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Fishing Report
April 1, 2007

Hello and welcome to the M&Y fishing report for Sunday April 1, 2007. Spring is finally arrived, and its time to get out! Lakes will be going soon, cutthroat will be feeding on fry, and steelhead are a lot more willing to take the fly. The days are longer and warmer now, and despite a few chilly nights ahead it feels like winter is finally over. Unfortunately fishing has been really slow over the past few weeks after the monsoon rains we were having. Rivers are starting to drop back into shape, and fishing should really pick up in the next week or so.

Starting with steelhead fishing, the Vedder/Chilliwack River is still very high right now, but dropping and clearing every day. There will be fish throughout the entire system now, with fresh fish still pushing in. Water temps will be warming up, which will make these sea-run beauties more aggressive. We’ll see more wild fish returning at this time of year as well, and they tend to be naturally more aggressive to the fly. April can be the best time to fish for steelhead on the fly. For flies take all the usual suspects – intruders, popsicles, egg-sucking leeches, etc. – but take some large fry patterns along as well. Despite popular belief that steelhead don’t feed, it has been proven time and again that they will eat fry at this time of year. You can also fish lighter tips now, especially when the water drops down more.

This is the best time of year to hit the Squamish and its tributaries for steelhead, as the bulk of the run will be returning now. It’s in really good shape right now as it dropped and cleared much quicker than the Vedder. Fish all different types of water, from broad tail-outs to choppy shallow riffles. You’ll get the added bonus of some bull-trout out there, and it can be a lot of fun to actually target these char on sculpin patterns, wooly buggers and egg-sucking leeches. Other steelhead opportunities include the Chehalis and Stave.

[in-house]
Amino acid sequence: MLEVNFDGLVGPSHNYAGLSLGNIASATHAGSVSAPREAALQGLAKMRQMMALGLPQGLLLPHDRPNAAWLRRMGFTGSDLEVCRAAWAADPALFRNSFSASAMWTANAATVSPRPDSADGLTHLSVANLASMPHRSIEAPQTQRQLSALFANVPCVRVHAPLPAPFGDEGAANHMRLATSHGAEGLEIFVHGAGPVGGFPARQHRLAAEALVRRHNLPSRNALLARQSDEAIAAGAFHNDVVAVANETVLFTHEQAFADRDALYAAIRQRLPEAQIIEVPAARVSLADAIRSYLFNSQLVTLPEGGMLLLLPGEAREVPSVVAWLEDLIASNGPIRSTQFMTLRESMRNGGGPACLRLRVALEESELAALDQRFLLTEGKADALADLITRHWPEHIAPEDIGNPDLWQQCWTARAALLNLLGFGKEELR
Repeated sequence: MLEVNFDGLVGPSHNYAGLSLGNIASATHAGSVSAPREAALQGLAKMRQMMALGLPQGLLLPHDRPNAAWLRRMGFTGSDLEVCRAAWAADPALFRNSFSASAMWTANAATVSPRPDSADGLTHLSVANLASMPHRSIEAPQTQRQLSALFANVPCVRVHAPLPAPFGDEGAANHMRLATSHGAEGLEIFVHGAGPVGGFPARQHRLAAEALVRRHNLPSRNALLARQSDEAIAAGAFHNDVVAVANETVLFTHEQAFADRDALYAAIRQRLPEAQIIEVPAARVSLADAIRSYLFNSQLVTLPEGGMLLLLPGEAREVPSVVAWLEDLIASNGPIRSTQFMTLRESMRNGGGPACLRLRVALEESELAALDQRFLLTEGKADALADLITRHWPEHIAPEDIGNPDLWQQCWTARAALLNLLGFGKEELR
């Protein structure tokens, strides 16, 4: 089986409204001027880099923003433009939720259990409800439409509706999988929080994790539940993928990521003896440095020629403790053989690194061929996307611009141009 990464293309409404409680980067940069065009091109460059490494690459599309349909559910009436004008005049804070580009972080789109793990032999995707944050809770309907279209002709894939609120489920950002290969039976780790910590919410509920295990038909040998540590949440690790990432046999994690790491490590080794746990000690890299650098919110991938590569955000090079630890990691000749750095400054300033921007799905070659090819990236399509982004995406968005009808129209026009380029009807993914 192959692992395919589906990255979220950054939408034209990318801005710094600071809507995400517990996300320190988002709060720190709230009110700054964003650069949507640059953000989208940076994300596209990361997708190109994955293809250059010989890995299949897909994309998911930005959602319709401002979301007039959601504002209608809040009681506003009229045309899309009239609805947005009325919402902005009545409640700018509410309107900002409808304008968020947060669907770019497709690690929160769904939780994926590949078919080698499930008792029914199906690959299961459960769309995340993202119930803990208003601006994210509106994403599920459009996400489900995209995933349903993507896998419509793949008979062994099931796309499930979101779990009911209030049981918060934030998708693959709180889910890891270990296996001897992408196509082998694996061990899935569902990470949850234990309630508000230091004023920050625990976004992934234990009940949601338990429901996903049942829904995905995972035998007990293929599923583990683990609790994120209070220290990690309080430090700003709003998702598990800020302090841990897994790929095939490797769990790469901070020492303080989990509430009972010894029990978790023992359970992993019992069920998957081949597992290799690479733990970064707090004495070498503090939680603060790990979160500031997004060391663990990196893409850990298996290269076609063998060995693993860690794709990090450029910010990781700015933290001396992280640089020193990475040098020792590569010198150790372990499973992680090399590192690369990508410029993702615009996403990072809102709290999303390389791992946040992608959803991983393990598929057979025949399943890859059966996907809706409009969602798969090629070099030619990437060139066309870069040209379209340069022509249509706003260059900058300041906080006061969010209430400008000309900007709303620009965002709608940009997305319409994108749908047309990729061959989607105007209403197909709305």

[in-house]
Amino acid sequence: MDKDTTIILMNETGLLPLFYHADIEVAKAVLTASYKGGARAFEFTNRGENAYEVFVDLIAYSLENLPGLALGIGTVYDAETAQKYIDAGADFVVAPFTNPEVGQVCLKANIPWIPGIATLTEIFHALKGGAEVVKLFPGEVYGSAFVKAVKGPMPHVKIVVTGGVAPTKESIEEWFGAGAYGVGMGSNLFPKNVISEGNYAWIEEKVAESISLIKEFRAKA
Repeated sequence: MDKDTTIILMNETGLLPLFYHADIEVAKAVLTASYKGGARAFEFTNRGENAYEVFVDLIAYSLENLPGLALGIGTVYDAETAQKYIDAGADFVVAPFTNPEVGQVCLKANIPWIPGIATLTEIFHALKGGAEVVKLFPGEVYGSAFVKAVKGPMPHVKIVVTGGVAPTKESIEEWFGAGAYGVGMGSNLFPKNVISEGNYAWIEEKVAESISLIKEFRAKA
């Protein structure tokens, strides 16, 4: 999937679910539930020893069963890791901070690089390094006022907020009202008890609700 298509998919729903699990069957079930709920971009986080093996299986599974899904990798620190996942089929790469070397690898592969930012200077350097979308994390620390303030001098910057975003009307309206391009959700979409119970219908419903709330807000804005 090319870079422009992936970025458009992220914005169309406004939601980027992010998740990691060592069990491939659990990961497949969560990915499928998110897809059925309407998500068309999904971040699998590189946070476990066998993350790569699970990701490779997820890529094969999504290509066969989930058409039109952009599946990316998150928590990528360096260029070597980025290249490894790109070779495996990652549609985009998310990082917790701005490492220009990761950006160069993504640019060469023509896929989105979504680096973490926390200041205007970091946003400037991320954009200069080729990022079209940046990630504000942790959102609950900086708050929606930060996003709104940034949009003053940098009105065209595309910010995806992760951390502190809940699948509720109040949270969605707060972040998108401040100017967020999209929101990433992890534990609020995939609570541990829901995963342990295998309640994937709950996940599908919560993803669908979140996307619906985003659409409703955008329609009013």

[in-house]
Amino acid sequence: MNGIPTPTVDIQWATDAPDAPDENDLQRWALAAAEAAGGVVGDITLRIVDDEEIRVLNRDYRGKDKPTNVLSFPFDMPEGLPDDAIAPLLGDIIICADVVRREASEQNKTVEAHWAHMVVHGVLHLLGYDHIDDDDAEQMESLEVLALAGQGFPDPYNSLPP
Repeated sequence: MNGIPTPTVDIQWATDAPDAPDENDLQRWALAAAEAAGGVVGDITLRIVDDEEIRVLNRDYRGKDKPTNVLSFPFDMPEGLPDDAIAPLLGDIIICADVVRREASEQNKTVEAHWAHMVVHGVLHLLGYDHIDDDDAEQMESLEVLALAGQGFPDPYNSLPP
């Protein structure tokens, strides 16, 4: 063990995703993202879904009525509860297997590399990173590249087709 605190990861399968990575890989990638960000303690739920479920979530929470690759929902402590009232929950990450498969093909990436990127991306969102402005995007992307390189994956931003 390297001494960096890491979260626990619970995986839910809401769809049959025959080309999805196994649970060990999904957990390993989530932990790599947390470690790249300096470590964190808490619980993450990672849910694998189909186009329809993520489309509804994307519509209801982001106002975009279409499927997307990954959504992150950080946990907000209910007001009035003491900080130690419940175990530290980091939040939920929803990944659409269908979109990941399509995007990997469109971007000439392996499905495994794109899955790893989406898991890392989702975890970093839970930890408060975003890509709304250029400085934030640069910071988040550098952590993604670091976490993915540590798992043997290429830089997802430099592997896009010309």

Cutthroat fishing should be picking up now as well. The annual salmon fry migration has started and with it the Cutthroat have started to move out of the main stem Fraser, which with recent rains and warm weather has gone muddy, and into the salmon rearing tributaries. The Harrison, Stave, Allouette, and most of the Sloughs should all be seeing decent cutty activity right now. Fish smallish style minnow patterns such as Rolled Muddlers and Tied Back Minnows on floating lines and slow sink tips. You do not need to bounce your flies on the bottom for these little battlers, they will move quite a distance for minnows and you will show your fly to more fish the higher in the water column you fish. Also low light is often crucial for success; concentrate your efforts to early mornings, late afternoon and/or cloudy days. Also, remember not to put away your mini leaches and stoneflies yet as the fish are still not completely turned onto the salmon fry yet.

Local lake fishing is decent right now, as most are stocked in early/mid March. Try Mike, Sayers, Rolley, Deer, Hicks and Bunsen, to name a few. These hungry trout will key in on any hatches, particularly chironomids, but make sure you are well stocked on the staples – leeches, dragonfly nymphs, etc. The interior is off to a slow start this year, as they received heavy snow and very cold weather over the last few months. At this time reports are that White Lake and Stump Lake are fishable. Dragon Lake in Quesnel still has a little way to go, as do some of the other low elevation lakes like Jacko, Six-Mile, Sawmill, and Barnes. Your staple patterns will produce well just after ice-off, but there will be some chironomid activity as well, so take along small olive and maroon chironomids, as well as bloodworms.

Here at the shop we are in the midst of our spring courses. We currently are running classes in Fly Casting and Fly Fishing & Entomology. Give us a call or check our website for details and dates. We’re also hosting our 2nd Annual Spey Clave at Peg Leg Bar on the Fraser on Saturday April 21st. This is a free event to try out gear, practice casting and learn some new things. We’ll be having demos on distance casting, Skagit Casting, Single-hand Spey Casting, among others. Come on out and enjoy a free barbeque lunch and have some fun.

Till next time, tight lines.
 
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